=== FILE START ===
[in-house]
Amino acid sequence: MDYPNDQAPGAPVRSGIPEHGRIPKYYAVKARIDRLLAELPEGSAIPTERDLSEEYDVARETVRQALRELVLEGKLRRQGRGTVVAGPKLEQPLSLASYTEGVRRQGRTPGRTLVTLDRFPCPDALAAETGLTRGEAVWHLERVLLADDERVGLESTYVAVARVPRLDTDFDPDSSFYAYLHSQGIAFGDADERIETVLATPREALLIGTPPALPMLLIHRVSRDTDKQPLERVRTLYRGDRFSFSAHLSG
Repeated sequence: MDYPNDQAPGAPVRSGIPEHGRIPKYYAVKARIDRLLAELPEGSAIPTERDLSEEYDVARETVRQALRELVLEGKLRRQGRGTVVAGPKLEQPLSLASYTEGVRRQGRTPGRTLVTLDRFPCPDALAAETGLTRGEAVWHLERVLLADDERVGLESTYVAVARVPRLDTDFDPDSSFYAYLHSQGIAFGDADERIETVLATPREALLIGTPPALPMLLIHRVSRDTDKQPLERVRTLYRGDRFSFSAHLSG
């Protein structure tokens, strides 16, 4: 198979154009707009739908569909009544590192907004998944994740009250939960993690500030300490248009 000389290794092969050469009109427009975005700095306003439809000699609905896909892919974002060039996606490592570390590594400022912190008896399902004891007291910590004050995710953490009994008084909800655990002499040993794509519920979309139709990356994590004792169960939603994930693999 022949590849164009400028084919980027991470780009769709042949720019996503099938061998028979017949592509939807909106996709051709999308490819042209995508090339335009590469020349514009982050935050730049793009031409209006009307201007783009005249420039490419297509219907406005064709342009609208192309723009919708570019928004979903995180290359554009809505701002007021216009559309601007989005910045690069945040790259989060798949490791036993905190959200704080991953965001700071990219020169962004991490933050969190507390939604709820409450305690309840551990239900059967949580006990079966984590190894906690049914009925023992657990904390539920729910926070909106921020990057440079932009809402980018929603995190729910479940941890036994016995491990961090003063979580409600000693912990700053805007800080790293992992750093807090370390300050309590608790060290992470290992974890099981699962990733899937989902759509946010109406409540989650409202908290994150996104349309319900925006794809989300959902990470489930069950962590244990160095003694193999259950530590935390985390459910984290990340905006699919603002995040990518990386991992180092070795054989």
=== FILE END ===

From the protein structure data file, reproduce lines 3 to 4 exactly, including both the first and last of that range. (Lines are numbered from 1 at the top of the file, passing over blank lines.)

Repeated sequence: MDYPNDQAPGAPVRSGIPEHGRIPKYYAVKARIDRLLAELPEGSAIPTERDLSEEYDVARETVRQALRELVLEGKLRRQGRGTVVAGPKLEQPLSLASYTEGVRRQGRTPGRTLVTLDRFPCPDALAAETGLTRGEAVWHLERVLLADDERVGLESTYVAVARVPRLDTDFDPDSSFYAYLHSQGIAFGDADERIETVLATPREALLIGTPPALPMLLIHRVSRDTDKQPLERVRTLYRGDRFSFSAHLSG
């Protein structure tokens, strides 16, 4: 198979154009707009739908569909009544590192907004998944994740009250939960993690500030300490248009 000389290794092969050469009109427009975005700095306003439809000699609905896909892919974002060039996606490592570390590594400022912190008896399902004891007291910590004050995710953490009994008084909800655990002499040993794509519920979309139709990356994590004792169960939603994930693999 022949590849164009400028084919980027991470780009769709042949720019996503099938061998028979017949592509939807909106996709051709999308490819042209995508090339335009590469020349514009982050935050730049793009031409209006009307201007783009005249420039490419297509219907406005064709342009609208192309723009919708570019928004979903995180290359554009809505701002007021216009559309601007989005910045690069945040790259989060798949490791036993905190959200704080991953965001700071990219020169962004991490933050969190507390939604709820409450305690309840551990239900059967949580006990079966984590190894906690049914009925023992657990904390539920729910926070909106921020990057440079932009809402980018929603995190729910479940941890036994016995491990961090003063979580409600000693912990700053805007800080790293992992750093807090370390300050309590608790060290992470290992974890099981699962990733899937989902759509946010109406409540989650409202908290994150996104349309319900925006794809989300959902990470489930069950962590244990160095003694193999259950530590935390985390459910984290990340905006699919603002995040990518990386991992180092070795054989």